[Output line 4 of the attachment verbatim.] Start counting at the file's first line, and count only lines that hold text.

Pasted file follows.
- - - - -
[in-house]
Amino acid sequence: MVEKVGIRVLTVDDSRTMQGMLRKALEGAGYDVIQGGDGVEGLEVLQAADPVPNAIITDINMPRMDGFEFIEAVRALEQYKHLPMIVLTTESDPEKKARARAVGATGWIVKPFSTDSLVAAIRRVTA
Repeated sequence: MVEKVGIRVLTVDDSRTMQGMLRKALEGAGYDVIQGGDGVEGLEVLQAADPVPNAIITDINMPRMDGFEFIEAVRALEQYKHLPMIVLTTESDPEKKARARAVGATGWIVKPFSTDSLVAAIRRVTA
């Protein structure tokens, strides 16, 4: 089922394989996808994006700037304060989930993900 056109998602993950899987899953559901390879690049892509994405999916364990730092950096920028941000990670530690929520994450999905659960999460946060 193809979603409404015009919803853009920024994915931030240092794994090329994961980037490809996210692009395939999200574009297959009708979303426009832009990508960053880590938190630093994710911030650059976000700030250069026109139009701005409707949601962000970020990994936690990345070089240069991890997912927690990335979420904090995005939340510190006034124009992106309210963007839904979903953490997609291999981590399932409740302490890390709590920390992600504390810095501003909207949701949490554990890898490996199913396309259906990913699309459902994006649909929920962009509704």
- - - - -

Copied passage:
């Protein structure tokens, strides 16, 4: 089922394989996808994006700037304060989930993900 056109998602993950899987899953559901390879690049892509994405999916364990730092950096920028941000990670530690929520994450999905659960999460946060 193809979603409404015009919803853009920024994915931030240092794994090329994961980037490809996210692009395939999200574009297959009708979303426009832009990508960053880590938190630093994710911030650059976000700030250069026109139009701005409707949601962000970020990994936690990345070089240069991890997912927690990335979420904090995005939340510190006034124009992106309210963007839904979903953490997609291999981590399932409740302490890390709590920390992600504390810095501003909207949701949490554990890898490996199913396309259906990913699309459902994006649909929920962009509704």